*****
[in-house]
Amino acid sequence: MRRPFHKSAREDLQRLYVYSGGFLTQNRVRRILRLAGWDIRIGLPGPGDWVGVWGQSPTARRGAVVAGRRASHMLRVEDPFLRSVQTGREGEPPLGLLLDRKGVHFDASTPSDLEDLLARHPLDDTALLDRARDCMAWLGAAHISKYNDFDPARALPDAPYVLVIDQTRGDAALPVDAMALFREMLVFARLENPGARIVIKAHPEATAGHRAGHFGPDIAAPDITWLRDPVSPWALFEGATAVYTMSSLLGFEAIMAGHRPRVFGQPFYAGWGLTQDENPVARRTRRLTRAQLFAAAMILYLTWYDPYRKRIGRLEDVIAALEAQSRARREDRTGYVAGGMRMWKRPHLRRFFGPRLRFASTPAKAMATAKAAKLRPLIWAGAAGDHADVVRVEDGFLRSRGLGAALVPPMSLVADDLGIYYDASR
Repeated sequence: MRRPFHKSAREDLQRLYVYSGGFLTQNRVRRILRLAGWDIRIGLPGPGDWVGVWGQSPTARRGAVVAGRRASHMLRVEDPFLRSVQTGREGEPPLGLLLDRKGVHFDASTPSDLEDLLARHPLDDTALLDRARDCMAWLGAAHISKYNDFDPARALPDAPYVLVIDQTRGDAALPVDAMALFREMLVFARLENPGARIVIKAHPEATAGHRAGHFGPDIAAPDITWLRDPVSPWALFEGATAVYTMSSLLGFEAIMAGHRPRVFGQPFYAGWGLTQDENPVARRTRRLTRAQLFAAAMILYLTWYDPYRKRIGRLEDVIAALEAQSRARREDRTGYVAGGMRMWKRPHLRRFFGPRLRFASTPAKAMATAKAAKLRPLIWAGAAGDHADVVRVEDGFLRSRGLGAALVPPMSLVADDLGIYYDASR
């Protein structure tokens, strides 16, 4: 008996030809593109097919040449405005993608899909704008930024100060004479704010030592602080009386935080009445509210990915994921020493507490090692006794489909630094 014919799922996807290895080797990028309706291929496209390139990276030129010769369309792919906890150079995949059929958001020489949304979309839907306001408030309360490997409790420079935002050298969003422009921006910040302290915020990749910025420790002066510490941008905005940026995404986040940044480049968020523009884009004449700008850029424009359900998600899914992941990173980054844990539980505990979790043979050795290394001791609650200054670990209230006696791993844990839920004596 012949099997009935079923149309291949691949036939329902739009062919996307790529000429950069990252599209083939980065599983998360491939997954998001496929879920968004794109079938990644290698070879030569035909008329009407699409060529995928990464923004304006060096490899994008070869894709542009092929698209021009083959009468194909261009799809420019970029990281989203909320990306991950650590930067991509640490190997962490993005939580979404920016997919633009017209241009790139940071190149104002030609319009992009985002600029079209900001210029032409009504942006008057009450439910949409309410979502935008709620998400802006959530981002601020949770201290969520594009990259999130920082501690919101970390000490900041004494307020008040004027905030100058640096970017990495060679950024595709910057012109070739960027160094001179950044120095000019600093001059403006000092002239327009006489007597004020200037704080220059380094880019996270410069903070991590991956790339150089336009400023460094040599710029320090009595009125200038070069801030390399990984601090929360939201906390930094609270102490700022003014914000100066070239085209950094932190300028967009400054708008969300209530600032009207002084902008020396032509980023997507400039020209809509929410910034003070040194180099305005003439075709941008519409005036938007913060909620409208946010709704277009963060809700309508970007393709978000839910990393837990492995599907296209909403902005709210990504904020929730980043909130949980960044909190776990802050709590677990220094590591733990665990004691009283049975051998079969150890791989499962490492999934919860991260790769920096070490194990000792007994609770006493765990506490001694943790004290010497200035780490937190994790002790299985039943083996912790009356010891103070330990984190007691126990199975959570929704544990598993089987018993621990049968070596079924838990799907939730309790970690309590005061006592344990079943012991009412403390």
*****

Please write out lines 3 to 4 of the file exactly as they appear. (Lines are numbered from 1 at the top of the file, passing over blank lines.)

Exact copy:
Repeated sequence: MRRPFHKSAREDLQRLYVYSGGFLTQNRVRRILRLAGWDIRIGLPGPGDWVGVWGQSPTARRGAVVAGRRASHMLRVEDPFLRSVQTGREGEPPLGLLLDRKGVHFDASTPSDLEDLLARHPLDDTALLDRARDCMAWLGAAHISKYNDFDPARALPDAPYVLVIDQTRGDAALPVDAMALFREMLVFARLENPGARIVIKAHPEATAGHRAGHFGPDIAAPDITWLRDPVSPWALFEGATAVYTMSSLLGFEAIMAGHRPRVFGQPFYAGWGLTQDENPVARRTRRLTRAQLFAAAMILYLTWYDPYRKRIGRLEDVIAALEAQSRARREDRTGYVAGGMRMWKRPHLRRFFGPRLRFASTPAKAMATAKAAKLRPLIWAGAAGDHADVVRVEDGFLRSRGLGAALVPPMSLVADDLGIYYDASR
């Protein structure tokens, strides 16, 4: 008996030809593109097919040449405005993608899909704008930024100060004479704010030592602080009386935080009445509210990915994921020493507490090692006794489909630094 014919799922996807290895080797990028309706291929496209390139990276030129010769369309792919906890150079995949059929958001020489949304979309839907306001408030309360490997409790420079935002050298969003422009921006910040302290915020990749910025420790002066510490941008905005940026995404986040940044480049968020523009884009004449700008850029424009359900998600899914992941990173980054844990539980505990979790043979050795290394001791609650200054670990209230006696791993844990839920004596 012949099997009935079923149309291949691949036939329902739009062919996307790529000429950069990252599209083939980065599983998360491939997954998001496929879920968004794109079938990644290698070879030569035909008329009407699409060529995928990464923004304006060096490899994008070869894709542009092929698209021009083959009468194909261009799809420019970029990281989203909320990306991950650590930067991509640490190997962490993005939580979404920016997919633009017209241009790139940071190149104002030609319009992009985002600029079209900001210029032409009504942006008057009450439910949409309410979502935008709620998400802006959530981002601020949770201290969520594009990259999130920082501690919101970390000490900041004494307020008040004027905030100058640096970017990495060679950024595709910057012109070739960027160094001179950044120095000019600093001059403006000092002239327009006489007597004020200037704080220059380094880019996270410069903070991590991956790339150089336009400023460094040599710029320090009595009125200038070069801030390399990984601090929360939201906390930094609270102490700022003014914000100066070239085209950094932190300028967009400054708008969300209530600032009207002084902008020396032509980023997507400039020209809509929410910034003070040194180099305005003439075709941008519409005036938007913060909620409208946010709704277009963060809700309508970007393709978000839910990393837990492995599907296209909403902005709210990504904020929730980043909130949980960044909190776990802050709590677990220094590591733990665990004691009283049975051998079969150890791989499962490492999934919860991260790769920096070490194990000792007994609770006493765990506490001694943790004290010497200035780490937190994790002790299985039943083996912790009356010891103070330990984190007691126990199975959570929704544990598993089987018993621990049968070596079924838990799907939730309790970690309590005061006592344990079943012991009412403390």